• Instill a “Learning Attitude” with those personnel likely be the first to respond. Make it a daily event.  Learn tips from others or through resources like FLIR PRIMED.
  • Utilize your Hazmat Technicians to develop and deliver lessons, strengthening the bond of trust between your experts and the first responders. Because CBRNE events are atypical and infrequent, training must take place more often.  It should also highlight the mastery of concepts like, “turn it on and put it on.”  Personal Radiation Detection (PRD) equipment is vital at a rad scene.  Equip your first responders with good decision-making tools and education.
  • Integrate with allied agencies NOW, not later. Effective coordination between multiple agencies at CBRNE incidents is critical, but often overlooked and can be the Achilles heel.
  • Assemble your own field gu ides and checklists. These tools can help the IC avoid overload and assist them with important decision points. Don’t have any?  Start with some FLIR PRIMED downloads and modify them as needed.
  • Keep it simple! Use easily-remembered mantras like: “The 3 Cs” –Chemical, Container, Context. If you don’t, they won’t use them when pressured.  The threat is there.  Good tools are available.  One of them is FLIR PRIMED.  The video series delivers cutting-edge education and decision skills you can use right now.  Each episode concludes with a downloadable field guide or checklist.  Check it out today a flir.com/primed.

 

About the Author

Grant Coffey is a retired Portland Fire & Rescue Hazmat Team Coordinator, College Fire Science Instructor, and  CBRNE expert of nearly 40 years. He trains Fire, Police, Military and industry Hazmat Responders. He has NFPA certifications for Radiation Specialist and is a State of Oregon Radiation Safety Officer. He is also a Hazmat Specialist and Incident Safety officer and has experience in Emergency Manage ment and various other CBRNE Hazmat disciplines.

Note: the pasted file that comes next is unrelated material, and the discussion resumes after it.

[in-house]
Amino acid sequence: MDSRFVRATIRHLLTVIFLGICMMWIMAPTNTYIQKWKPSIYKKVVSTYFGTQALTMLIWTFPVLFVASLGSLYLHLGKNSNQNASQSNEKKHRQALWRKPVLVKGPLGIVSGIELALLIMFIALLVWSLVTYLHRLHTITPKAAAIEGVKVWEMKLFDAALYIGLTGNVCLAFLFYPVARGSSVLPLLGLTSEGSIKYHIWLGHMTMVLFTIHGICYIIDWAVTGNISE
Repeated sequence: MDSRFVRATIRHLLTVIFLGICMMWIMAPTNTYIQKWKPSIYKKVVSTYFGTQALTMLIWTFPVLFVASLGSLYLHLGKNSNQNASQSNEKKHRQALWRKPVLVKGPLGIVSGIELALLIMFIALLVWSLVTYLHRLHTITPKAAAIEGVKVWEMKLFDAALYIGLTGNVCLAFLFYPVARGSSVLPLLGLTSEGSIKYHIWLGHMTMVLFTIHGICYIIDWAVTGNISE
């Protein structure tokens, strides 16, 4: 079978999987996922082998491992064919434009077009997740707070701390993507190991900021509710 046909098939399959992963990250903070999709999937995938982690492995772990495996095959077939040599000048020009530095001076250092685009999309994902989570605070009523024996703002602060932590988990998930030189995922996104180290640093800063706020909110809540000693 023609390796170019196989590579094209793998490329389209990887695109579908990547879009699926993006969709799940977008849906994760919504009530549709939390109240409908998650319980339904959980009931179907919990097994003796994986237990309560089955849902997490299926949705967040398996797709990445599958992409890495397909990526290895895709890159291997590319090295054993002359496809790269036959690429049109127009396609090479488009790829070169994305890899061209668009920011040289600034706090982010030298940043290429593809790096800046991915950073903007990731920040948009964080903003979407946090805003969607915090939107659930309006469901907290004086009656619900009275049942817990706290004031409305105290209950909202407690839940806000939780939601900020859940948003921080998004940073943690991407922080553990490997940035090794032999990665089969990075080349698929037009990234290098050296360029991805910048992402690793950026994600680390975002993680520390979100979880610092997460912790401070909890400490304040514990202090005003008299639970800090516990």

Canadian TSB rules on Train Derailment in Northern Ontario

The Transportation Safety Board of Canada recently issued a report on its findings related to the 2015 derailment of a train in 2015.  In its report, it ruled that a missed defect in an improperly repaired rail led to a 2015 freight train derailment in northern Ontario that caused numerous cars carrying crude oil to catch fire and crash into a local river system, the Transportation Safety Board of Canada said Thursday.

As a result of its investigation into the incident, the board recommended Transport Canada consistently collect data on general rail surface conditions — and not just previously recorded defects — to better focus its track inspections and help predict future rail failures.

“Track defect information is required to be reported to Transport Canada, while rail surface condition information is not consistently provided and rarely requested by the regulator,” said TSB chair Kathy Fox.

Gogama train derailment

“By integrating rail surface condition data, the planning process may more clearly identify areas of potential track deterioration and the targeted track inspections can be better focused to reduce risk in the rail transportation system.”

Thirty-nine CN Rail cars went off the tracks near Gogama, Ont., in March 2015, while the train was travelling east at 69 kilometres an hour, less than the speed limit. As a result, 2.6 million litres of oil were released, igniting an explosion that destroyed a steel rail bridge, the TSB said.

“This was the third significant derailment involving a CN freight train in a three-week span in early 2015 … in northern Ontario,” Fox said, noting that Transport Canada had not inspected that area of track since 2012.

There were no injuries reported, but residents of the nearby Mattagami First Nation were advised to stay indoors during the cleanup due to possible smoke inhalation and told not to consume water from the community source.